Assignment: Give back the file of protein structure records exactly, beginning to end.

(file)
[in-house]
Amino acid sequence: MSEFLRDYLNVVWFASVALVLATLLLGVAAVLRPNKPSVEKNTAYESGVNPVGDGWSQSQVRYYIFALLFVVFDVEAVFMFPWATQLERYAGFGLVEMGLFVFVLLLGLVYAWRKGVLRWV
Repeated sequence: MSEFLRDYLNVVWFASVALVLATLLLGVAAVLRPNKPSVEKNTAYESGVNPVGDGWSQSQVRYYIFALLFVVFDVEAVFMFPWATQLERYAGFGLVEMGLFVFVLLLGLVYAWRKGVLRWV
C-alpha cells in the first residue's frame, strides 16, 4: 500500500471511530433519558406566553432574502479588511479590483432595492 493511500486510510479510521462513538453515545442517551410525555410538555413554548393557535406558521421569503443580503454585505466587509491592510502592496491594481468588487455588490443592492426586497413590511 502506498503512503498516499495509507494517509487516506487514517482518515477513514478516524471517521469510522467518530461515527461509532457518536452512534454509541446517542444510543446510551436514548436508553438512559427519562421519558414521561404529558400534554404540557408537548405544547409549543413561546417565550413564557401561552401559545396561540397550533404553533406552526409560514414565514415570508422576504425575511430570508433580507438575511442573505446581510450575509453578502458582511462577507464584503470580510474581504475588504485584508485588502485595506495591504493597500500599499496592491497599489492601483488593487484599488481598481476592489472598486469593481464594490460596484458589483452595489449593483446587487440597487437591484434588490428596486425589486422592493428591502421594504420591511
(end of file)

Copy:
[in-house]
Amino acid sequence: MSEFLRDYLNVVWFASVALVLATLLLGVAAVLRPNKPSVEKNTAYESGVNPVGDGWSQSQVRYYIFALLFVVFDVEAVFMFPWATQLERYAGFGLVEMGLFVFVLLLGLVYAWRKGVLRWV
Repeated sequence: MSEFLRDYLNVVWFASVALVLATLLLGVAAVLRPNKPSVEKNTAYESGVNPVGDGWSQSQVRYYIFALLFVVFDVEAVFMFPWATQLERYAGFGLVEMGLFVFVLLLGLVYAWRKGVLRWV
C-alpha cells in the first residue's frame, strides 16, 4: 500500500471511530433519558406566553432574502479588511479590483432595492 493511500486510510479510521462513538453515545442517551410525555410538555413554548393557535406558521421569503443580503454585505466587509491592510502592496491594481468588487455588490443592492426586497413590511 502506498503512503498516499495509507494517509487516506487514517482518515477513514478516524471517521469510522467518530461515527461509532457518536452512534454509541446517542444510543446510551436514548436508553438512559427519562421519558414521561404529558400534554404540557408537548405544547409549543413561546417565550413564557401561552401559545396561540397550533404553533406552526409560514414565514415570508422576504425575511430570508433580507438575511442573505446581510450575509453578502458582511462577507464584503470580510474581504475588504485584508485588502485595506495591504493597500500599499496592491497599489492601483488593487484599488481598481476592489472598486469593481464594490460596484458589483452595489449593483446587487440597487437591484434588490428596486425589486422592493428591502421594504420591511